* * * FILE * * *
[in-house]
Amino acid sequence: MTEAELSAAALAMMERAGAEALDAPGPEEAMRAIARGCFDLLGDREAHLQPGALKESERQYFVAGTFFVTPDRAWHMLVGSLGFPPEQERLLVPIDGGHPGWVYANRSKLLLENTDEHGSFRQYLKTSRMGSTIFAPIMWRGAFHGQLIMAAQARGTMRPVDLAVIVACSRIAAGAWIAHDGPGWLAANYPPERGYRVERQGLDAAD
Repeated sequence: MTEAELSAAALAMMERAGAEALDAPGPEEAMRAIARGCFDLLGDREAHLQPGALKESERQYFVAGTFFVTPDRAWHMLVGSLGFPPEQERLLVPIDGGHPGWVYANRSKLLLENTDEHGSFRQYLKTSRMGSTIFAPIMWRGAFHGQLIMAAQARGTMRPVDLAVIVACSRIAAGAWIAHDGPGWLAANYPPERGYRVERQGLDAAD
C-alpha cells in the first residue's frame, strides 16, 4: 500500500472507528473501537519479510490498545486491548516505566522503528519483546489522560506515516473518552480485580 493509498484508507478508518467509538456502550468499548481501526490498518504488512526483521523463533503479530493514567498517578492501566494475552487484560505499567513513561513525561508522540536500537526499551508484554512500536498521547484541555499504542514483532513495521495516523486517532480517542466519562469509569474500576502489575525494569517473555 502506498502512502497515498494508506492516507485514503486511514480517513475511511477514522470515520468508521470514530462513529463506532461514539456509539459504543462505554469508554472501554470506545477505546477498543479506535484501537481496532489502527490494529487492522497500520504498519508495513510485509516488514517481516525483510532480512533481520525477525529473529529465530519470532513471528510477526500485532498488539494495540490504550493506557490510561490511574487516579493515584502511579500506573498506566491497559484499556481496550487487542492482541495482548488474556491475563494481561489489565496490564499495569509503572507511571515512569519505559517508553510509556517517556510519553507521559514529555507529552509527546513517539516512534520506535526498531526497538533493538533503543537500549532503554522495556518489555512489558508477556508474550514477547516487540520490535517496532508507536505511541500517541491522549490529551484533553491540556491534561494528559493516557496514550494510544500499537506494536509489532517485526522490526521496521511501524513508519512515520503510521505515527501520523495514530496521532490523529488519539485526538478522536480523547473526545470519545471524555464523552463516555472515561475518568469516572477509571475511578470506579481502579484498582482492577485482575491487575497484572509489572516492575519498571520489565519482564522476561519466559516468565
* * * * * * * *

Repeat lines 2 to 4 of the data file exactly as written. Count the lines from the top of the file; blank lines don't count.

Amino acid sequence: MTEAELSAAALAMMERAGAEALDAPGPEEAMRAIARGCFDLLGDREAHLQPGALKESERQYFVAGTFFVTPDRAWHMLVGSLGFPPEQERLLVPIDGGHPGWVYANRSKLLLENTDEHGSFRQYLKTSRMGSTIFAPIMWRGAFHGQLIMAAQARGTMRPVDLAVIVACSRIAAGAWIAHDGPGWLAANYPPERGYRVERQGLDAAD
Repeated sequence: MTEAELSAAALAMMERAGAEALDAPGPEEAMRAIARGCFDLLGDREAHLQPGALKESERQYFVAGTFFVTPDRAWHMLVGSLGFPPEQERLLVPIDGGHPGWVYANRSKLLLENTDEHGSFRQYLKTSRMGSTIFAPIMWRGAFHGQLIMAAQARGTMRPVDLAVIVACSRIAAGAWIAHDGPGWLAANYPPERGYRVERQGLDAAD
C-alpha cells in the first residue's frame, strides 16, 4: 500500500472507528473501537519479510490498545486491548516505566522503528519483546489522560506515516473518552480485580 493509498484508507478508518467509538456502550468499548481501526490498518504488512526483521523463533503479530493514567498517578492501566494475552487484560505499567513513561513525561508522540536500537526499551508484554512500536498521547484541555499504542514483532513495521495516523486517532480517542466519562469509569474500576502489575525494569517473555 502506498502512502497515498494508506492516507485514503486511514480517513475511511477514522470515520468508521470514530462513529463506532461514539456509539459504543462505554469508554472501554470506545477505546477498543479506535484501537481496532489502527490494529487492522497500520504498519508495513510485509516488514517481516525483510532480512533481520525477525529473529529465530519470532513471528510477526500485532498488539494495540490504550493506557490510561490511574487516579493515584502511579500506573498506566491497559484499556481496550487487542492482541495482548488474556491475563494481561489489565496490564499495569509503572507511571515512569519505559517508553510509556517517556510519553507521559514529555507529552509527546513517539516512534520506535526498531526497538533493538533503543537500549532503554522495556518489555512489558508477556508474550514477547516487540520490535517496532508507536505511541500517541491522549490529551484533553491540556491534561494528559493516557496514550494510544500499537506494536509489532517485526522490526521496521511501524513508519512515520503510521505515527501520523495514530496521532490523529488519539485526538478522536480523547473526545470519545471524555464523552463516555472515561475518568469516572477509571475511578470506579481502579484498582482492577485482575491487575497484572509489572516492575519498571520489565519482564522476561519466559516468565